Metro Weekly

Pro-LGBTQ Journalist Claims His Home Was Targeted in Shooting

Justin Kanew, whose website first broke the news of Tennessee's Lt. Governor "liking" a gay man's racy photos, condemns the violence against his family.

Illustration by Todd Franson. Original image: Sergii Sverdielov, via Dreamstime

A pro-LGBTQ journalist who writes for the news site that broke the story of a Tennessee Republican liking a gay man’s “thirst trap” photos on Instagram claims his family’s home was targeted in a recent shooting.

Justin Kanew, the founder of Tennessee Holler, a progressive news site covering Tennessee politics and a former congressional candidate, issued a statement on Twitter talking about his family’s experience.

“Our family’s statement on something that happened to us this weekend. Love each other,” he tweeted.

In the statement, Kanew claimed that last Saturday, an unknown person shot several bullets into his home while he and his family were asleep. Although no one was injured in the incident, Kanew condemned the act saying that violence “has no place in a civilized society.”

“The authorities have not completed their investigation and right now we do not know for sure the reason for this attack,” Kanew added. “We urge the Williamson County Sheriff’s office to continue to investigate this crime and help shed light on Saturday’s unfortunate events and bring the perpetrators of this crime to justice.”

While it’s unclear who the alleged shooters were or what motivated them, Kanew has made a number of enemies — particularly within Tennessee’s Republican-dominated legislature — for his reporting on the goings-on at the State Capitol in Nashville. 

In that role, he has employed a skeptical approach to reporting on GOP-sponsored legislation, including several anti-LGBTQ bills that were passed on party-line votes, such as a bill to ban drag performances in public spaces, a bill to bar gender-affirming care for transgender minors, and bar transgender students from restroom or locker room facilities matching their gender identities. 

As part of his work for the Holler, Kanew — who previously appeared on two seasons of the CBS reality competition series The Amazing Race more than a decade ago — films videos on his cell phone documenting interviews and sometimes-heated confrontations with legislative leaders. He’s previously grilled Republican lawmakers over their support for anti-LGBTQ legislation, reports the Tennessee Lookout.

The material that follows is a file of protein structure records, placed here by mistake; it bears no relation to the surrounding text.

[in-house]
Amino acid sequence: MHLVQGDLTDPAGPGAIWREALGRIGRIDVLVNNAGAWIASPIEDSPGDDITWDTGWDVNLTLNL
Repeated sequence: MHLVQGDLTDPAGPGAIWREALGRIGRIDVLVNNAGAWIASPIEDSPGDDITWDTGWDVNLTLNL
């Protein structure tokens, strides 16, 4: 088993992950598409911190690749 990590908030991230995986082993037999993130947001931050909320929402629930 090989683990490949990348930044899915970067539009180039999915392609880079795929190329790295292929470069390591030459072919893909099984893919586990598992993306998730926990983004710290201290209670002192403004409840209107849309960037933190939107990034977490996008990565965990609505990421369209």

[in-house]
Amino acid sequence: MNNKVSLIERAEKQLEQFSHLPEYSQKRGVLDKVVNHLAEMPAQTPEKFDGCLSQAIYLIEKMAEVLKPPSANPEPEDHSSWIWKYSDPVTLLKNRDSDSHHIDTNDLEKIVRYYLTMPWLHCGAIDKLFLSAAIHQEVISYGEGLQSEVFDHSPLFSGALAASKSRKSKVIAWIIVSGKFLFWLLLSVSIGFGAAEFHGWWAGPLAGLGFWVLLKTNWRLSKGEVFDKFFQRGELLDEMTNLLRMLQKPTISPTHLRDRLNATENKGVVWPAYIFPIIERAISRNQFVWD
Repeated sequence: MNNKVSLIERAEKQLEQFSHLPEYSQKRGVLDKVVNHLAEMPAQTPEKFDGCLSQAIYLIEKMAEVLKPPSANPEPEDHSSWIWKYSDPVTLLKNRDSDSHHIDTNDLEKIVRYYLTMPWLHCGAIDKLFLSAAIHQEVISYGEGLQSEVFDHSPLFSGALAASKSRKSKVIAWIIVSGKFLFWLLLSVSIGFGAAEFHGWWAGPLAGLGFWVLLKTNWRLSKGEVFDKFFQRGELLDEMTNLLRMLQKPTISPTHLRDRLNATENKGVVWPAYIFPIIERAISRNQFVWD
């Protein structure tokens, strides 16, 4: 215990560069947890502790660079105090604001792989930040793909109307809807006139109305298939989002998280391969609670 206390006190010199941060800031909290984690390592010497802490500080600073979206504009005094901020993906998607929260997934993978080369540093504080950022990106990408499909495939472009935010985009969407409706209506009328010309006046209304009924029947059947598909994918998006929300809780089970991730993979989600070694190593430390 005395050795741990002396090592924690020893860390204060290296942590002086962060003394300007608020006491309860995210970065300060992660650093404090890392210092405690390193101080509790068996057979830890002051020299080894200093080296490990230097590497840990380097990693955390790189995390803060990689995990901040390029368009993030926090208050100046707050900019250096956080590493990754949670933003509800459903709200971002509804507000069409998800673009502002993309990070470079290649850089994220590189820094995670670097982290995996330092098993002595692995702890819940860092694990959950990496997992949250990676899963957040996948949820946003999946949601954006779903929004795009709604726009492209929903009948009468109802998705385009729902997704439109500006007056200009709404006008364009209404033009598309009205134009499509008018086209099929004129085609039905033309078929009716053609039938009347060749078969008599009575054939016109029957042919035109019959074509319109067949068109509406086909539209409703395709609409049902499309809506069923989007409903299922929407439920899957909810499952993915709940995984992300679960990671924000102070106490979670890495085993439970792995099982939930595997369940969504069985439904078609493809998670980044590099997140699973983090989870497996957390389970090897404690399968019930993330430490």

In February, Kanew confronted Senate Majority Leader Jack Johnson (R-Brentwood) over the proposed bill to bar drag in public by classifying performers as “adult cabaret entertainers,” prompting Johnson to call him a “jackass” and a “loser.” That same month, he questioned Republican Gov. Bill Lee about a 1977 yearbook photo appearing to show the governor, as a young man, dressing in drag, in an attempt to expose Lee’s hypocrisy.

“What a ridiculous, ridiculous question that is,” Lee responded. “Conflating something like that to sexualized entertainment in front of children, which is a very serious subject.”

The following month, Kanew’s site gained considerable exposure, including national attention, after it documented the social media behavior of Republican Lt. Gov. Randy McNally (R-Oak Ridge), including comments the lieutenant governor wrote in response to a gay man’s racy Instagram photos

According to Holler, McNally commented on several of East Tennessee native Franklin McClure’s photos — including a few more recent ones featuring McClure scantily clothed or in various states of undress — and sent direct messages to McClure, who was 17 when the lieutenant governor first started following him on social media. Both McNally and McClure have downplayed the sexual overtones of the story, but the Holler‘s reporting angered some conservatives who accused the site of seeking to embarrass or disparage Republicans.

More recently, Kanew has been writing about calls from activists to pass legislation strengthening restrictions on firearms in the wake of a mass shooting at a Nashville Christian school that killed six, including three students. Republicans have refused, based on ideological grounds, to take any steps to restrict access to firearms, prompting protesters to demonstrate at the Capitol and in the House gallery. That reporting has also angered some individuals who see restrictions as infringing upon their Second Amendment rights. 

On Thursday, Republicans voted on motions to expel three Democratic state representatives who led anti-gun protesters in chants of “No action, no peace” from the House floor — and the Holler was at the Capitol reporting on the expulsions and protesters’ reactions to it. 

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